Do this in a way, though, that will not make him dread seeing you coming with feedback. With adults as much as with children, the “praise sandwich” is sugar to make the medicine go down. That is: think of a positive thing to say, make your suggestion for improvement, then think of another positive thing to say. Suggestions go much further when the listener does not feel defensive by the way they are made. Since it sounds as if this priest does has some genuine good points, that shouldn’t be too hard.

Great post, EJ. Great feedback. All of it I really appreciate. Very thoughtful. Thank you.

(and yes, I do feel that there should be no repercusssion to simply asking for clarification.)

Can’t agree with you more that it’s important neither to over-emphasize sexual sin nor to dismiss its tenacity as trivial. All sin is, as they say in medicine, “co-morbid.” One leads to another. Not to mention habitual venial sin becoming fertile ground for potential mortal. And sin mortally in one area, and you will find yourself tempted mortally in other areas, in the flash of an eye.

It should be noted that the Eucharist does help us rid ourselves of temptation to commit sexual sin, but it should not replace Confession for washing away any actual sin.

^ Yes. I think the thing I need greatest clarification on is the priest’s statement that it’s Eucharist that washes away [mortal] sin, rather than his saying (correctly) that it’s Penance that does so. That was my point: that stating that Eucharist cleanses us of sexual sin does tend to define sexual sins as venial.

You put a section there in quotes. Are those the specific words of the priest or your interpretation? You already know that sexual sins are not venial for anyone raised in a Catholic environment. Did you speak to the priest after this homily to clarify his teaching? If he is truly teaching that sexual sin by Catholic youth is always venial, than you should definately speak to those up the chain of command–the pastor, dean,bishop. I will be praying for the youth of your parish as I pray for those of mine.

Thank you for your response, MrsSally. Yes, the quotes are extremely close to what he said. IOW, he didn’t say that ‘God made them that way so that they could practice homosexual behavior,’ but he did say that God created them “to be gay.” First of all (and again, LOL, I won’t hijack my own thread), that’s a pretty unscientific remark to make on his part. There’s much fluidity, both in utero and post utero, not to mention the whole complex development of sexuality in a person’s life (influencing factors + timeline), which intersects with the inborn biology of the situation, whatever that may be. All those variables together – physiological and environmental – combined with the subject’s response to those variables – will determine whether the person feels he/she does have SSA to some degree or to a great degree, and secondly will feel supposedly compelled to act on that attraction.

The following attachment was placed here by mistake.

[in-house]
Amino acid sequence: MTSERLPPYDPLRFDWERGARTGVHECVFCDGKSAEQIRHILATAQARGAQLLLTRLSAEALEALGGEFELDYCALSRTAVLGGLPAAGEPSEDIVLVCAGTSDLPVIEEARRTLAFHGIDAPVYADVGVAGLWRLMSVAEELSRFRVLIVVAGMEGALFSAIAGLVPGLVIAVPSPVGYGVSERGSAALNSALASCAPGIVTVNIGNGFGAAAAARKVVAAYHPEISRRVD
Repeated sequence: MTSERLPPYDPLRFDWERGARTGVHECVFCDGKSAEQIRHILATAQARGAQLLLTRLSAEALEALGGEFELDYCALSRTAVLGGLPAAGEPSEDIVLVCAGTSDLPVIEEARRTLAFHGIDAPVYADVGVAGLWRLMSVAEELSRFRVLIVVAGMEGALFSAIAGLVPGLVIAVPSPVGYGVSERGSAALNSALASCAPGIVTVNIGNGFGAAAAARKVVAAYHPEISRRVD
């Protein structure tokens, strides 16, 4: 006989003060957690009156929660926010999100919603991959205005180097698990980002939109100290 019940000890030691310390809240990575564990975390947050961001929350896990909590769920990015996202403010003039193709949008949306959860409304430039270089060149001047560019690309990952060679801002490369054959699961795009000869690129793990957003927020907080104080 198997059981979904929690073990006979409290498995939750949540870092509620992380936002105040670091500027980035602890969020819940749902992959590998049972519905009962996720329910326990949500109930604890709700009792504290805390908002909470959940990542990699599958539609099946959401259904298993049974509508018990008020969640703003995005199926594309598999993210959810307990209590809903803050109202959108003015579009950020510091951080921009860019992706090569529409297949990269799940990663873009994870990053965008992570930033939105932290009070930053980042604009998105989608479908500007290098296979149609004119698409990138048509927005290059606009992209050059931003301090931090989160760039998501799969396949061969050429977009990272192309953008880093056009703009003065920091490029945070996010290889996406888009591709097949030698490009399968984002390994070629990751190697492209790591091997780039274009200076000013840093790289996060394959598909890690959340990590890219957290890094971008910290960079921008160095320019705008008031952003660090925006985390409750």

Second, my heart wants to break, reading the OP’s story in the thread about “why people at my church hate homosexuals,” or something close to that title. His story is an example of why priests shouldn’t utter such supposedly definitive nonsense from the pulpit.

Thank you for your prayers for this and other parishes. I have a broader concern, I guess, and that is for the increasingly polarized and political nature of the laity’s views (never mind the clergy, for a minute), which appear to be more and more infected with secular rhetoric. I’m stunned when I see the disunity in the Church regarding basic moral theology and regarding liturgy, both. Just reading some Left Catholic rags, and the comments on stories therein, and it’s really an eye-opener. I believe in being intellectually open, and reading a lot, both religiously and in the secular arena. But one has to have a rudder, and I really think that the left side of the Church has no rudder except what’s guiding them in the secular, amoral arena.

Clarifying further (on the paraphrase), the priest indicated that God couldn’t possibly dislike them being gay, as he “created them that way.” Again, one needs to define terms. No, clearly God would not “dislike” an effeminate man or a “masculine”-feeling/behaving woman. We all have our contributions to make to this world. The variety in nature includes the variety in the human species as well, and those all, in the aggregate, reflect the God who holds all together, lovingly, within his own reflection/image.

There are effeminate feelings/affects/aspects; there is, separately SSA (which does not always correspond to gender-role variations, either); there is, separately, homosexual behavior, which sometimes does not accompany SSA, but rather is a chosen or default behavior in captivity (sometimes animals in certain situations, heterosexual prisoners, etc.).

Modern psychology and modern political leanings have succeeded in coalescing all the above into “gay identity.” For some, it’s merely an excuse to justfy behavior.

Marcus Grodi, of EWTN fame, had in his *Deep in Scripture *program a man by the name of Michael Glatze who spoke very intelligently and authentically on the reality that there is no “gay identity.” He has departed from that lifestyle, recognizing its shallowness and the inappropriate co-opting of the term “identity.” My point being that the priest I refer to should not join in the false politics of sexual identity, which is not authentically Catholic; he should know better. Like Michael Glatze, the priest should have re-framed the issue of identity as that of God’s children, all. We are sons and daughters of God. First and foremost, that is every Catholic’s essential identity. Not a “straight” identity. Not a “gay” identity. This is also basic Catholic philosophy (ontology), and a trained, educated priest should know better and not pander to contemporary rhetoric, no matter who is listening in his congregation.